Not only do less developed countries urgently need funding to adapt to climate change, they also want to contribute to the expansion and development of clean technologies. COP22 featured a large, highly encouraging display of new African businesses that are striving to take part in the booming international market for clean technologies and innovation. For example, the first 100% electric Formula 1 race on the African continent was held in Morocco!
Canada: Still a champion of the Paris Agreement, but with a few contradictions
Following the results of the American elections, the world's gaze turned to Canada, anxious to see how North America's climate commitments might evolve. The Honorable Catherine McKenna, Canada's Federal Minister of Environment and Climate Change, was in Marrakesh to reiterate unequivocally Canada's support of the Paris Agreement.
The Canadian delegation had clearly been given a mandate to follow through with and take the lead on several projects, including support for gender integration, a just transition of the workforce, and increasing less developed countries' capacities to implement the agreement.
Minister McKenna stayed very busy while in Marrakesh, with multiple speeches and bilateral meetings with her counterparts from the other countries and international organizations, such as the World Bank. Canada, Germany, Mexico, and the United States were the first countries to submit their long-term decarbonization strategy, one of the Paris Agreement's requirements.
The Premier of Quebec, Philippe Couillard, as well as the Ministers of the Environment from Ontario and Saskatchewan, were also in attendance. They shared about the Canadian provinces' advances in the energy transition, and discussed the merits of the carbon market between Quebec, Ontario, and California.
Quebec's Minister of the Environment had a message for the US, based on the lesson learned in Canada: in the absence of leadership at the national level, subnational governments' initiatives should still be given the green light. Several representatives of American states explained their climate change policies and programs, and reassured attendees that they would intensify their efforts. Hypothetically, there is a possibility for increased cooperation between the Canadian provinces and American states, including potentially adding new member states to the carbon market between Quebec, Ontario, and California.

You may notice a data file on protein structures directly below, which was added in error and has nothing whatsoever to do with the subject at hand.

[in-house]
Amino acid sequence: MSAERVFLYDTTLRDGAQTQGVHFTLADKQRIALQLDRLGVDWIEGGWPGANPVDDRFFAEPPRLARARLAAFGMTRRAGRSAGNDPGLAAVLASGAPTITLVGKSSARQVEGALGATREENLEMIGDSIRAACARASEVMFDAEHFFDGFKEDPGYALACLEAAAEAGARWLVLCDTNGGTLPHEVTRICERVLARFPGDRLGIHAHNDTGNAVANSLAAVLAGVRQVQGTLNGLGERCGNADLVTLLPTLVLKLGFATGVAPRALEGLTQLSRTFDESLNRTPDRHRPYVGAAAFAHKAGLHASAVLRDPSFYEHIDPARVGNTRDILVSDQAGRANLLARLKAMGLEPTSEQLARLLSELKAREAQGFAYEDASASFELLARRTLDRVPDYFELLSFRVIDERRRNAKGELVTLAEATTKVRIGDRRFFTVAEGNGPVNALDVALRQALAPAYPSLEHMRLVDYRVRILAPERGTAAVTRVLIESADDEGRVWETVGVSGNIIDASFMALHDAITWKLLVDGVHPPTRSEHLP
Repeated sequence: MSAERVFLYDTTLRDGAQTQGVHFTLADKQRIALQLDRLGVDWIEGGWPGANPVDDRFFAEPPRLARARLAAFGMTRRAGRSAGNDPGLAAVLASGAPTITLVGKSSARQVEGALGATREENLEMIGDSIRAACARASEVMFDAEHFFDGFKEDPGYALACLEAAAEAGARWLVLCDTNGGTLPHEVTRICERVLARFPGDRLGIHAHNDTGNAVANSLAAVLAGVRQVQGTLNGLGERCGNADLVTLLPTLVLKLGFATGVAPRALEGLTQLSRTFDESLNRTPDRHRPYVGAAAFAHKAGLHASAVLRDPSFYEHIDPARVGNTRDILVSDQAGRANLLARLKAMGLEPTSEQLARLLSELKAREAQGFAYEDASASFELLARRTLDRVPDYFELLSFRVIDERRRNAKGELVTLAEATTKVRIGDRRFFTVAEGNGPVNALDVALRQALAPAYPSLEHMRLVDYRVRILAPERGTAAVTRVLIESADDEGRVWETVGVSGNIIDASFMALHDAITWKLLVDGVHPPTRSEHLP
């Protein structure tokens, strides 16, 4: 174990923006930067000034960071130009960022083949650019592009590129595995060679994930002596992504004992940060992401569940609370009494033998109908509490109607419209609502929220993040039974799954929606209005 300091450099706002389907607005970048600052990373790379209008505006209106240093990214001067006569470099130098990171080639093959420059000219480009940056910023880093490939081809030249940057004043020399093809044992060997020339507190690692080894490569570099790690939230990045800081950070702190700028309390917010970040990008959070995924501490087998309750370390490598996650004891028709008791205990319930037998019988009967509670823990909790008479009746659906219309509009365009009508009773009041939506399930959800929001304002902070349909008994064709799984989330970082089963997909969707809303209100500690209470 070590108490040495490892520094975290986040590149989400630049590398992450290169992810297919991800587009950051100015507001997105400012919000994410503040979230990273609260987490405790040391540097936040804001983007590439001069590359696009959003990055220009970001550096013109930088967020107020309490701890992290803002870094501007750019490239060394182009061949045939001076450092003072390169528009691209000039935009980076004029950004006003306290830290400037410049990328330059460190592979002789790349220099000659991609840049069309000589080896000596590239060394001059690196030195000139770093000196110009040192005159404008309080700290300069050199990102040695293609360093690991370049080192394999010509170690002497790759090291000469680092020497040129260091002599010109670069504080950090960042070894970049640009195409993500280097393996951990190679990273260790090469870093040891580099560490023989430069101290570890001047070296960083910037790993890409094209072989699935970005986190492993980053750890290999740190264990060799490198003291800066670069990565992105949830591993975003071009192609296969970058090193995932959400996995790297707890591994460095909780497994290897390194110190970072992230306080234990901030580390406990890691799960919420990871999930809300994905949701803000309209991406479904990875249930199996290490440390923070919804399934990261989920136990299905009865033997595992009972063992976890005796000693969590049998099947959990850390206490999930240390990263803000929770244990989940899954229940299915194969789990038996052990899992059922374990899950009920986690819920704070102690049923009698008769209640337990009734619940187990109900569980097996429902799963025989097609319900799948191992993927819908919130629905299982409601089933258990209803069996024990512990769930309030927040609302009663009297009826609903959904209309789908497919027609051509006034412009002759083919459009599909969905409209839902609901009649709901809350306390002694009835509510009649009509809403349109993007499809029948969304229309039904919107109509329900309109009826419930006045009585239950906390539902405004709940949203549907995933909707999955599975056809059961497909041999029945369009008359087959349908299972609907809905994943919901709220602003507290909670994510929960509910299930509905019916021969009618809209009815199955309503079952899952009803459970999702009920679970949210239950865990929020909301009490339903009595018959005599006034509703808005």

However, there is a black mark on Canada's otherwise green image: the international community is not blind to the contradiction that exists between Canada's leadership on the international stage with respect to climate change, and its recent approval of hydrocarbon infrastructure projects, such as the recently approved Petronas natural gas terminal project in British Columbia. Several participants from civil society and First Nations representatives took the opportunity to express their opposition to the Kinder Morgan pipeline to Minister McKenna during her visit to Marrakesh.
Marrakesh was not like Paris. Expectations were rather high, perhaps even unrealistic. In a way, the Paris Agreement was a victim of its own success. It seems clear that the agreement's rapid ratification did not allow enough time for several countries to prepare adequately to negotiate its implementation. Consequently, in Marrakesh, the inevitable questions of procedures, governance, modalities, etc., involving more than 190 countries, took up a great deal of time.
Several delegations, including Canada's, expressed their impatience and lament that several decisions have been postponed.
An important aspect of the agreement is the "facilitative dialogue" mechanism, introduced in Marrakesh, which will enable countries to make their GHG emissions reduction targets, which must be adopted by 2018, more ambitious.
After the United Kingdom ratified last Thursday, there are currently 111 countries that have ratified the Paris Agreement. And, despite a certain President-elect's skepticism, the conference in Marrakesh was dominated by the unwavering ambition of the member states, including the world's largest economies and largest GHG emitters, to make progress.
The parties of the Paris Agreement will continue their negotiations in Bonn in May 2017 at a mid-session meeting ahead of COP23, which should also be held in Bonn, but chaired by the Fiji Islands.
You can read the summary of the agreements reached in Marrakesh here.